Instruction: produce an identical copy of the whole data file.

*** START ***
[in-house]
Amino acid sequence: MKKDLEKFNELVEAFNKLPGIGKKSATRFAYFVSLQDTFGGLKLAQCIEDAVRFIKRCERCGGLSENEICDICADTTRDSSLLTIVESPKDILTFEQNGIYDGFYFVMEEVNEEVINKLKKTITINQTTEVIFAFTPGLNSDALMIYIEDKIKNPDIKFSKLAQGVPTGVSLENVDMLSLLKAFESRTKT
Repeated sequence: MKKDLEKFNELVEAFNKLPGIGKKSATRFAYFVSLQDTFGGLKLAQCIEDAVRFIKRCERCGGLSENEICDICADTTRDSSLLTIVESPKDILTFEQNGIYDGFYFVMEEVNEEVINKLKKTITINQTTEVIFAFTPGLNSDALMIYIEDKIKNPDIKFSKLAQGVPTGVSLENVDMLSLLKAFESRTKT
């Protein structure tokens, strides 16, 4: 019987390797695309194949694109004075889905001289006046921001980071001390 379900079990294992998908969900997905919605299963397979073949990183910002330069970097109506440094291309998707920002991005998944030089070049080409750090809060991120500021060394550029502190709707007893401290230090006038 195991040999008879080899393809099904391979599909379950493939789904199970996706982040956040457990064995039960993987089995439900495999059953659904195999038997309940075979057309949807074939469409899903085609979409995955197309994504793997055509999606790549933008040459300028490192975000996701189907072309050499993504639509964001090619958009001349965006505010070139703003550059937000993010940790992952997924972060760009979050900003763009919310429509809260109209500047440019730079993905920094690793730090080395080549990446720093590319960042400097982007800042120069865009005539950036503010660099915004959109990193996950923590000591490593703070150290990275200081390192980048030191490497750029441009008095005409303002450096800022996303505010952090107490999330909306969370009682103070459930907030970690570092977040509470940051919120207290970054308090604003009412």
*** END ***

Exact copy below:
[in-house]
Amino acid sequence: MKKDLEKFNELVEAFNKLPGIGKKSATRFAYFVSLQDTFGGLKLAQCIEDAVRFIKRCERCGGLSENEICDICADTTRDSSLLTIVESPKDILTFEQNGIYDGFYFVMEEVNEEVINKLKKTITINQTTEVIFAFTPGLNSDALMIYIEDKIKNPDIKFSKLAQGVPTGVSLENVDMLSLLKAFESRTKT
Repeated sequence: MKKDLEKFNELVEAFNKLPGIGKKSATRFAYFVSLQDTFGGLKLAQCIEDAVRFIKRCERCGGLSENEICDICADTTRDSSLLTIVESPKDILTFEQNGIYDGFYFVMEEVNEEVINKLKKTITINQTTEVIFAFTPGLNSDALMIYIEDKIKNPDIKFSKLAQGVPTGVSLENVDMLSLLKAFESRTKT
């Protein structure tokens, strides 16, 4: 019987390797695309194949694109004075889905001289006046921001980071001390 379900079990294992998908969900997905919605299963397979073949990183910002330069970097109506440094291309998707920002991005998944030089070049080409750090809060991120500021060394550029502190709707007893401290230090006038 195991040999008879080899393809099904391979599909379950493939789904199970996706982040956040457990064995039960993987089995439900495999059953659904195999038997309940075979057309949807074939469409899903085609979409995955197309994504793997055509999606790549933008040459300028490192975000996701189907072309050499993504639509964001090619958009001349965006505010070139703003550059937000993010940790992952997924972060760009979050900003763009919310429509809260109209500047440019730079993905920094690793730090080395080549990446720093590319960042400097982007800042120069865009005539950036503010660099915004959109990193996950923590000591490593703070150290990275200081390192980048030191490497750029441009008095005409303002450096800022996303505010952090107490999330909306969370009682103070459930907030970690570092977040509470940051919120207290970054308090604003009412």